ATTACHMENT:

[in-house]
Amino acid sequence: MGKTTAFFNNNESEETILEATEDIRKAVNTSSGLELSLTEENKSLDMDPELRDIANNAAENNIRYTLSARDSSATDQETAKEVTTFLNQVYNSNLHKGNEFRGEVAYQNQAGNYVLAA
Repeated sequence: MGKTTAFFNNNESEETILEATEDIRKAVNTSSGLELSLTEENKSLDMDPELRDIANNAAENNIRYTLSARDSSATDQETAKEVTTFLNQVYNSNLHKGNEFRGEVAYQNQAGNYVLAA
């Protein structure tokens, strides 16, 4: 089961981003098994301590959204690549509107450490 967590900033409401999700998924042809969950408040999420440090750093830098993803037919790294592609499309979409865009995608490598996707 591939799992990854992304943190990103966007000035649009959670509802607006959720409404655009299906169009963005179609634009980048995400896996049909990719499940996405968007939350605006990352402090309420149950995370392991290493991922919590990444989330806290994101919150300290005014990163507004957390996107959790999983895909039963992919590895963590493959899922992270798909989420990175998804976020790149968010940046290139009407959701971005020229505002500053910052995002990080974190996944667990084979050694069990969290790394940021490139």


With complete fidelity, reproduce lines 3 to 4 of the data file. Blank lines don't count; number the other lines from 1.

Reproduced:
Repeated sequence: MGKTTAFFNNNESEETILEATEDIRKAVNTSSGLELSLTEENKSLDMDPELRDIANNAAENNIRYTLSARDSSATDQETAKEVTTFLNQVYNSNLHKGNEFRGEVAYQNQAGNYVLAA
């Protein structure tokens, strides 16, 4: 089961981003098994301590959204690549509107450490 967590900033409401999700998924042809969950408040999420440090750093830098993803037919790294592609499309979409865009995608490598996707 591939799992990854992304943190990103966007000035649009959670509802607006959720409404655009299906169009963005179609634009980048995400896996049909990719499940996405968007939350605006990352402090309420149950995370392991290493991922919590990444989330806290994101919150300290005014990163507004957390996107959790999983895909039963992919590895963590493959899922992270798909989420990175998804976020790149968010940046290139009407959701971005020229505002500053910052995002990080974190996944667990084979050694069990969290790394940021490139």